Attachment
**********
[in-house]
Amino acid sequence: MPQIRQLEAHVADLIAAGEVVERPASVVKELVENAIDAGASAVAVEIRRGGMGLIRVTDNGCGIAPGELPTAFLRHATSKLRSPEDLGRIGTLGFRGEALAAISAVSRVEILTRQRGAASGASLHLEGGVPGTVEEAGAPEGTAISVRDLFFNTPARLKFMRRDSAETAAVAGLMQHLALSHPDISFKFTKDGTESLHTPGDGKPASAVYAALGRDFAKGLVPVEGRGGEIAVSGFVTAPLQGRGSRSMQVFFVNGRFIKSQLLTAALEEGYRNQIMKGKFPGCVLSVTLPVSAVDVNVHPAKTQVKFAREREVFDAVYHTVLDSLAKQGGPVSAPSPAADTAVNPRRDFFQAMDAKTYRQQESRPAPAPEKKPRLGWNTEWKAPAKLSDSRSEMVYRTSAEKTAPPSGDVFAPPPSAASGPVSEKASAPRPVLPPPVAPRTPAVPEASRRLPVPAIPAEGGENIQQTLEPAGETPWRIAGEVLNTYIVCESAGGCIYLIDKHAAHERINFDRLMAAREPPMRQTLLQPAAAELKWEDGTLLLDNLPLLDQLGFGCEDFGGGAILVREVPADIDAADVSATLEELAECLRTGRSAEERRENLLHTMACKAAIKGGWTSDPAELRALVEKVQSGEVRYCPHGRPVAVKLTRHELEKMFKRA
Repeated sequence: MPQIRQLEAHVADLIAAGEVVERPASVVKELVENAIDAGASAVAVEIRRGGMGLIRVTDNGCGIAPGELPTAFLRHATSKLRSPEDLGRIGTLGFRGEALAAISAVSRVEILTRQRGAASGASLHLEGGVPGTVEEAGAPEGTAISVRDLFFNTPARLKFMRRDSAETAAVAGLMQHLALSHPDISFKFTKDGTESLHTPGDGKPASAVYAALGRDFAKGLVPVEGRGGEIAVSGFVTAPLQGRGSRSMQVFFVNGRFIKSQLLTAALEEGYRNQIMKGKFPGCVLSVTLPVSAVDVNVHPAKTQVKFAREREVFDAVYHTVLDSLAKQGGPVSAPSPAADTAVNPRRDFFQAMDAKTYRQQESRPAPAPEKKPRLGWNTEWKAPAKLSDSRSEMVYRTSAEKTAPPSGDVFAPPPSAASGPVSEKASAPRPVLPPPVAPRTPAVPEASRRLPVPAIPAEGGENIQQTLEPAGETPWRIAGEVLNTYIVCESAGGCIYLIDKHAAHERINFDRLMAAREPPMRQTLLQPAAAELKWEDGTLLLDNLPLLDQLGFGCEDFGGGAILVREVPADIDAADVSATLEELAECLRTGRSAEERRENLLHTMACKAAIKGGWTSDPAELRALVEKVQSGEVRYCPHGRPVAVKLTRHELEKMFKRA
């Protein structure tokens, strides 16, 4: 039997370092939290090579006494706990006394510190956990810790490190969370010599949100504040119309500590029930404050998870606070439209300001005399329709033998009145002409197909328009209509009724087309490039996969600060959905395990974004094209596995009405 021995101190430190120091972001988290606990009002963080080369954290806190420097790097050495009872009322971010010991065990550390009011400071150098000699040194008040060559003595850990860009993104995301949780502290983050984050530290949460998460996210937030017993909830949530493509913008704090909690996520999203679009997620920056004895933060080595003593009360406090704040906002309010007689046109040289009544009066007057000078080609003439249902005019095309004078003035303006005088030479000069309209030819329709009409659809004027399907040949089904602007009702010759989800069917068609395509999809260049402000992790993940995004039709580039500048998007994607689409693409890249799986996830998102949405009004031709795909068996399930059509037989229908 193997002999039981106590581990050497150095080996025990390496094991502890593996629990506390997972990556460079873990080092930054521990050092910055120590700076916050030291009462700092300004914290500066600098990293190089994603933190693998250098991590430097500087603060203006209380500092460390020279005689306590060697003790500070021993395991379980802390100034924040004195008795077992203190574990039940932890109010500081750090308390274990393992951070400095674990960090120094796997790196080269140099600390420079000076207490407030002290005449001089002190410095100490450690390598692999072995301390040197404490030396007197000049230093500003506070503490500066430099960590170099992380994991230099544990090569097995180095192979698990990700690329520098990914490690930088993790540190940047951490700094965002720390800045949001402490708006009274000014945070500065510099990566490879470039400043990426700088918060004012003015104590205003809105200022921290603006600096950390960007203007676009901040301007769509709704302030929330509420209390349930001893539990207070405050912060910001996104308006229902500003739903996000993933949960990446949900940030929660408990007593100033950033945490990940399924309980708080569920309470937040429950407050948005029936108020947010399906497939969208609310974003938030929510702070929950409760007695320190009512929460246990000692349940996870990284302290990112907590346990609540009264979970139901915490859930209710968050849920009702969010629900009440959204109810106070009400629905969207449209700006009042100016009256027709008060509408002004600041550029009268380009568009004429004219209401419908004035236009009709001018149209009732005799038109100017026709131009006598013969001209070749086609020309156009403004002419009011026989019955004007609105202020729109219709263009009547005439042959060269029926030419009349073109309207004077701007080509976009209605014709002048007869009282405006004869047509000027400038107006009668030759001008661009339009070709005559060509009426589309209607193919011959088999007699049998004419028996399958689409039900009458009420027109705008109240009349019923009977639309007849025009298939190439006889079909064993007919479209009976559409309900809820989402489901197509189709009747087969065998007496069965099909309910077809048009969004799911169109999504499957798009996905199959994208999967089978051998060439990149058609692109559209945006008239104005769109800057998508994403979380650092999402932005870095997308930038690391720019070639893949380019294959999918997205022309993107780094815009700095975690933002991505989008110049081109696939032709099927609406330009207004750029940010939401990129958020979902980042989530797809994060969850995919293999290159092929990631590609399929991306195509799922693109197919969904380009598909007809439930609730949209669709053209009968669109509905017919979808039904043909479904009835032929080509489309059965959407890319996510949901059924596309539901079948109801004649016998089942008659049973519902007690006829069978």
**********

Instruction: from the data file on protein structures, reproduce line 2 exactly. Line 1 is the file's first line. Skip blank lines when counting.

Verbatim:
Amino acid sequence: MPQIRQLEAHVADLIAAGEVVERPASVVKELVENAIDAGASAVAVEIRRGGMGLIRVTDNGCGIAPGELPTAFLRHATSKLRSPEDLGRIGTLGFRGEALAAISAVSRVEILTRQRGAASGASLHLEGGVPGTVEEAGAPEGTAISVRDLFFNTPARLKFMRRDSAETAAVAGLMQHLALSHPDISFKFTKDGTESLHTPGDGKPASAVYAALGRDFAKGLVPVEGRGGEIAVSGFVTAPLQGRGSRSMQVFFVNGRFIKSQLLTAALEEGYRNQIMKGKFPGCVLSVTLPVSAVDVNVHPAKTQVKFAREREVFDAVYHTVLDSLAKQGGPVSAPSPAADTAVNPRRDFFQAMDAKTYRQQESRPAPAPEKKPRLGWNTEWKAPAKLSDSRSEMVYRTSAEKTAPPSGDVFAPPPSAASGPVSEKASAPRPVLPPPVAPRTPAVPEASRRLPVPAIPAEGGENIQQTLEPAGETPWRIAGEVLNTYIVCESAGGCIYLIDKHAAHERINFDRLMAAREPPMRQTLLQPAAAELKWEDGTLLLDNLPLLDQLGFGCEDFGGGAILVREVPADIDAADVSATLEELAECLRTGRSAEERRENLLHTMACKAAIKGGWTSDPAELRALVEKVQSGEVRYCPHGRPVAVKLTRHELEKMFKRA